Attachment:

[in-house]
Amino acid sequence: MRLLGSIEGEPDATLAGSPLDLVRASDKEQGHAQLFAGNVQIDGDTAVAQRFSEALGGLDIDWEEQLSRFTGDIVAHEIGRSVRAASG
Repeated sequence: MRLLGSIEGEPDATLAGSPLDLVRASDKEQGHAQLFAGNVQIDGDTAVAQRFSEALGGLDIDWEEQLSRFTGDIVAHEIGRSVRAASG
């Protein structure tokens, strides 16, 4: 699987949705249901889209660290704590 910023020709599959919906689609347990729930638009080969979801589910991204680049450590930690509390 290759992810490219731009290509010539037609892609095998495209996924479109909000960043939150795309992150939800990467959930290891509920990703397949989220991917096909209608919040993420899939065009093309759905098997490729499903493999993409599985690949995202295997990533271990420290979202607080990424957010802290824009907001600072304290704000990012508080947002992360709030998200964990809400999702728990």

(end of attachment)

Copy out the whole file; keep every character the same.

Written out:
[in-house]
Amino acid sequence: MRLLGSIEGEPDATLAGSPLDLVRASDKEQGHAQLFAGNVQIDGDTAVAQRFSEALGGLDIDWEEQLSRFTGDIVAHEIGRSVRAASG
Repeated sequence: MRLLGSIEGEPDATLAGSPLDLVRASDKEQGHAQLFAGNVQIDGDTAVAQRFSEALGGLDIDWEEQLSRFTGDIVAHEIGRSVRAASG
């Protein structure tokens, strides 16, 4: 699987949705249901889209660290704590 910023020709599959919906689609347990729930638009080969979801589910991204680049450590930690509390 290759992810490219731009290509010539037609892609095998495209996924479109909000960043939150795309992150939800990467959930290891509920990703397949989220991917096909209608919040993420899939065009093309759905098997490729499903493999993409599985690949995202295997990533271990420290979202607080990424957010802290824009907001600072304290704000990012508080947002992360709030998200964990809400999702728990």